Private Duty Attendants: Concerns for Communities

In an effort to retain their loved ones in the least restrictive environment, many resident’s families/responsible parties are bringing in private duty care attendants.  On the surface this appears to be a great solution to residents requiring more intensive monitoring or personal care. However, the practice has not been free from problems for providers.  Here are some of the biggest concerns providers are facing:


Some private duty personnel feel oversight by the community is no longer necessary.  They resent reporting a change in condition or other information to community staff.  There have even been cases where providers have purposefully withheld important resident information for fear that a prohibited health condition would require the resident to move, thus causing the private duty attendant to lose his or her job.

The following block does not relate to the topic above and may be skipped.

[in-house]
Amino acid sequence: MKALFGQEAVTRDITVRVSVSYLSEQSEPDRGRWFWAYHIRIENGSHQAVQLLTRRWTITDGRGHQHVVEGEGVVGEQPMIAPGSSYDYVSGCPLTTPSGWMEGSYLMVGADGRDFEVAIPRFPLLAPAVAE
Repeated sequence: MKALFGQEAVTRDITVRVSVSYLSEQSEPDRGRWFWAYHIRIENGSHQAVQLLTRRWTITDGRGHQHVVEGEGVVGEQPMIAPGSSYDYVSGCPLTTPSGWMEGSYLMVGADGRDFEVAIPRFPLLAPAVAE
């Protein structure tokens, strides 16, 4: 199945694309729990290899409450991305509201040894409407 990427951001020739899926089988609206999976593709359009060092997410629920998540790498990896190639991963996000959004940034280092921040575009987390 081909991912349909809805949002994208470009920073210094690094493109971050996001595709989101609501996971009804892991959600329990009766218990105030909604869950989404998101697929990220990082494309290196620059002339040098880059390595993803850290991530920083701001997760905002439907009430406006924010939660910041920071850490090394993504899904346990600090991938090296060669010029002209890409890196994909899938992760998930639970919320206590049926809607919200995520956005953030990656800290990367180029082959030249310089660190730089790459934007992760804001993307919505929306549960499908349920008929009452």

Appropriate Attire and Behaviors

Some communities have battled private duty attendants who dress inappropriately within the community or exhibit behaviors which result in complaints by residents and other visiting families.  One community recently had a private duty attendant go door to door to resident rooms soliciting care contracts and promising the residents it would be cheaper than allowing the licensed community to provide the care.

Debilitating Resident Capabilities

One of the most devastating results of private duty attendants is the over provision of personal care resulting in residents losing the ability for self care.  One-on-one care lends itself to staff performing more care than necessary to a resident.

While private duty attendants can provide valuable care, assisted living communities need to ensure proper protocol is in place, such as:

    Criminal clearance
    Dress and behavior code when in the community
    Use of name tags
    Control entrance and exit of the community with sign-in and sign-out logs
    Policy requiring appropriate insurance coverage
    Clear expectations of duties and reporting requirements
    Regular review of resident needs

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